Baylor University Study Proved Earworms Occur Even During Sleep Periods
While most people turn to music as a form of relaxation, usually as a sleep inducing, going-to-bed ritual, a study shows doing so produces the opposite effect. A recent scientific survey and lab study performed by researchers at Baylor University investigated the correlation between sleep and music, with particular focus on involuntary musical imagery known as “earworms.”
Earworms usually happen when one is awake, but occurrence is also possible while sleeping. The phenomenon can be described as those instances when a tune or song gets “stuck” in a person’s mind.
Earworms Lead to Poor Sleep Quality
According to lead researcher, Michael Scullin, Ph.D. whose core specialization is the study of sleep, our brains still process music when we’re slumbering; and even if the music we are listening to has stopped playing. While it cannot be disputed that listening to good music is very enjoyable, Professor Scullin contends that a person is more likely to get an earworm during sleep time.
To many who find it difficult to catch a much needed sleep, getting an “earworm” can be most annoying.
Actually many suffer from earworms, once or twice a week and the experience often results to having poor sleep quality. Quite surprisingly, instrumental music and not the lyrical ones have the most potential to cause earworms that negatively affect sleep quality. This particular revelation clearly opposes common recommendations of listening to calming musical instruments.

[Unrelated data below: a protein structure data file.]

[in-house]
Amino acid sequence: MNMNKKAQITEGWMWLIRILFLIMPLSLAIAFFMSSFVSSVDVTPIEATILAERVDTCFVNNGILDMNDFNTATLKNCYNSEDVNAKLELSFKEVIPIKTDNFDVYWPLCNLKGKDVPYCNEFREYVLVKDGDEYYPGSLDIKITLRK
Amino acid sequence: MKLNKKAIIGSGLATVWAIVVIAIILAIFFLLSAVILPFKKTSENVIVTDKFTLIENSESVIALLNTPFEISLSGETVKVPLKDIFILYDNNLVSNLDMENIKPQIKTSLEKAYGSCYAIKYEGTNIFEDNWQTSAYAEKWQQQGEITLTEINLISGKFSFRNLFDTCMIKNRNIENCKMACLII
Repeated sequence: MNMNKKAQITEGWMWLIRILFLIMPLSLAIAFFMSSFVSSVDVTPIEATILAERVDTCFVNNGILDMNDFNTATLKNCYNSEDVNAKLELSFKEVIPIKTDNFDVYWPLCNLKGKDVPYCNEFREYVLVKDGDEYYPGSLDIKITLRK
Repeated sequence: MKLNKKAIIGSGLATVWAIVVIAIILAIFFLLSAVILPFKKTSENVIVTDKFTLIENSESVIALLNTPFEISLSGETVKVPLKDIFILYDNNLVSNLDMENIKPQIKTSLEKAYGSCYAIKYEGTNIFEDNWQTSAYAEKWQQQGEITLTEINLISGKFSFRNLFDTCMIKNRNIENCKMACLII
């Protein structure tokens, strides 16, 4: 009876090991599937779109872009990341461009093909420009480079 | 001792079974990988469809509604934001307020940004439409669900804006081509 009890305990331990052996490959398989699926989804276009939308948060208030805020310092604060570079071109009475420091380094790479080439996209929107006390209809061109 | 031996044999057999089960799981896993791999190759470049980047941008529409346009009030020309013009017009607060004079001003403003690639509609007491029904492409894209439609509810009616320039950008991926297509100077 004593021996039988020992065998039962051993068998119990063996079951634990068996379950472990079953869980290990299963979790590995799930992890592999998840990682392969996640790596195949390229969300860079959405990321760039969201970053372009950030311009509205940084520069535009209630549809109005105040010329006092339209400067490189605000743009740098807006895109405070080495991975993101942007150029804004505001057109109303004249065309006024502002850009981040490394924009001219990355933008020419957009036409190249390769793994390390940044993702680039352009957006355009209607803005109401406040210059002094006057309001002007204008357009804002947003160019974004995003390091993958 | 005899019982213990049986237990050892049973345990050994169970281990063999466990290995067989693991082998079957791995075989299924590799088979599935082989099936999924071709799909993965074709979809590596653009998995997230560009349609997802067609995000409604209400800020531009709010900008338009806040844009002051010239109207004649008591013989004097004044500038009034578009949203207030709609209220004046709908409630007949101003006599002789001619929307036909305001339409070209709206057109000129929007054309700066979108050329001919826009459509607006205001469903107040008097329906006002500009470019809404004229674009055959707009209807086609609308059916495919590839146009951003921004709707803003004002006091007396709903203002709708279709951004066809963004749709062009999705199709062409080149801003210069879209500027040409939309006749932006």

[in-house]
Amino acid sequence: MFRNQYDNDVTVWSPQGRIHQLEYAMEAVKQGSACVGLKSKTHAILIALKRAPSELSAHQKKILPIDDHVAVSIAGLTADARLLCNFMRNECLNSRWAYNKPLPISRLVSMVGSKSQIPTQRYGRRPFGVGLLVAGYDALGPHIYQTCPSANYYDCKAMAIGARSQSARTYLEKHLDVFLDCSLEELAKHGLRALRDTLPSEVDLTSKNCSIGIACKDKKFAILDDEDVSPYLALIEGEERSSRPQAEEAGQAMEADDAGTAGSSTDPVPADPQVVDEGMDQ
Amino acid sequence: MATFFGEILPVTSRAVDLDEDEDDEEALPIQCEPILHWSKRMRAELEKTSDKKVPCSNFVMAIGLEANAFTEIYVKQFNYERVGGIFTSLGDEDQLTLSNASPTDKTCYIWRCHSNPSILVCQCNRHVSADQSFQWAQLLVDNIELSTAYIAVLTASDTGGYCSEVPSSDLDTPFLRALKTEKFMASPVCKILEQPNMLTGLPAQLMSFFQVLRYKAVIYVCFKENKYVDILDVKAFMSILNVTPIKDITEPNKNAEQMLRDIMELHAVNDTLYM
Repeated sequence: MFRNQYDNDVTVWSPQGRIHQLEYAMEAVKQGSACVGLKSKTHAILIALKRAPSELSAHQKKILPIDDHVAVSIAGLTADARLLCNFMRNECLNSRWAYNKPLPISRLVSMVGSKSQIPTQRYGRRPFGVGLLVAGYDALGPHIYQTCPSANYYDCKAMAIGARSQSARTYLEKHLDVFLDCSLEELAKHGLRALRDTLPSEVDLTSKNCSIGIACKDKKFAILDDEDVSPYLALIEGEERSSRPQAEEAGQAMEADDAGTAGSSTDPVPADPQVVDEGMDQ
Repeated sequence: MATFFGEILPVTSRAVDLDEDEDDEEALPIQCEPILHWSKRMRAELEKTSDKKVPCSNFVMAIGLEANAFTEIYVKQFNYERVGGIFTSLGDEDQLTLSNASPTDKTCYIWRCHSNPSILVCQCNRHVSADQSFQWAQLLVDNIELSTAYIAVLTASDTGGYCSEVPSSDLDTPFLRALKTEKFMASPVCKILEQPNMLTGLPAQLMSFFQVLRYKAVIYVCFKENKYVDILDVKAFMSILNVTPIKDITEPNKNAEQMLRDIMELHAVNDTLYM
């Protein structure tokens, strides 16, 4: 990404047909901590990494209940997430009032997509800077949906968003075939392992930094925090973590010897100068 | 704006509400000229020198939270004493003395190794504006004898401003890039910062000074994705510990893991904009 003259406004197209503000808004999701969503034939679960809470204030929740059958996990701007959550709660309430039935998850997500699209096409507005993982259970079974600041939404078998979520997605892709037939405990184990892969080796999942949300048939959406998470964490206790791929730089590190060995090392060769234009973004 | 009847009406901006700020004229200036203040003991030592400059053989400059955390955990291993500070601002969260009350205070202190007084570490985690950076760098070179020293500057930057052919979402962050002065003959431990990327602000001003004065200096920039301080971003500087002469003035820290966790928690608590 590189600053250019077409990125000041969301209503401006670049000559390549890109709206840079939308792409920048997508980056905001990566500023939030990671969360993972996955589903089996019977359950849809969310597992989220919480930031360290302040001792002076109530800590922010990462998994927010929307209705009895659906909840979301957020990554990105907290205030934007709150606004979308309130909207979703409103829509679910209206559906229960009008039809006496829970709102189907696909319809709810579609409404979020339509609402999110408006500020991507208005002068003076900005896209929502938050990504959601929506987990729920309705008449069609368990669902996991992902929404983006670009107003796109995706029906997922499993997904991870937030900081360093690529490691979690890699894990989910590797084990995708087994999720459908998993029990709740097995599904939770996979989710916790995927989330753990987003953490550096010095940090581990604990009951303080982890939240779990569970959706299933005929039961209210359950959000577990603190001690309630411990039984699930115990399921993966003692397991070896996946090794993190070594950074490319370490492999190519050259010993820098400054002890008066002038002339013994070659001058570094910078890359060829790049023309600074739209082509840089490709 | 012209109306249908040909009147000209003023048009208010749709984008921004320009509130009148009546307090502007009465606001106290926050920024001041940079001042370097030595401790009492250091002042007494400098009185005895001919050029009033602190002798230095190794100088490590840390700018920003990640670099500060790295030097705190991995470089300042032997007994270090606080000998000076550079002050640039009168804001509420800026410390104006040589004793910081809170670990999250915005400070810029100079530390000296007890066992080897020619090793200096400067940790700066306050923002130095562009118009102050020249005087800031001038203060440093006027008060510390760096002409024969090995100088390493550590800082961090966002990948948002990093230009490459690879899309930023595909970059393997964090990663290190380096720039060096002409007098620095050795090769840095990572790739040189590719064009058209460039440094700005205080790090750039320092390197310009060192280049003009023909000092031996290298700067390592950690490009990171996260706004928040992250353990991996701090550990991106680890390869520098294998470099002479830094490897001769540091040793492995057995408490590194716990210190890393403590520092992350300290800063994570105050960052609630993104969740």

How the Occurrence of Earworm Syndrome During Sleep was Proven?
The study analyzed data gathered through a laboratory experiment and from a series of surveys that involved 209 participants. The surveys included questions concerning each individual’s music listening habits, the frequency of experiencing earworms, and the quality of their sleep.
The laboratory experimental study, on the other hand, involved 50 participants, on whom the research team intentionally caused earworms by making listen to certain types of music.
To observe how the earworms affected sleep quality of the 50 participants, individual recordings of brain waves, breathing, heart rate, and etc., were documented while they were sleeping. The comprehensive test was performed using an instrument called polysomnography.
The conclusion that earworms do affect sleep negatively, was partly confirmed by participants’ responses to questionnaires. Some indicated that they normally wake up in the middle of the night, others say they have difficulty in catching asleep, while some others experience light stages of sleep for longer durations.
Professor Scullin said that the lab experiment revealed similar findings on the 50 participants. Those who experienced sleep earworm had more movement in brain activities while asleep, which is considered as a sign of memory reactivations. The gradual increase of slow back and forth movements in brain activities were found in the region associated with the primary auditory cortex. The latter is the same brain area, where earworms are processed when a person is awake.
Based on the results of the study, the Baylor University researchers recommend for people to take breaks if earworms are affecting you and the quality of your sleep. Moreover, they also mentioned the importance not listening to music before sleeping.
Lastly, one must take part in cognitive activity in order to effectively eliminate earworms, which can be achieved by completely focusing on a task that will divert the brain’s attention from the earworm.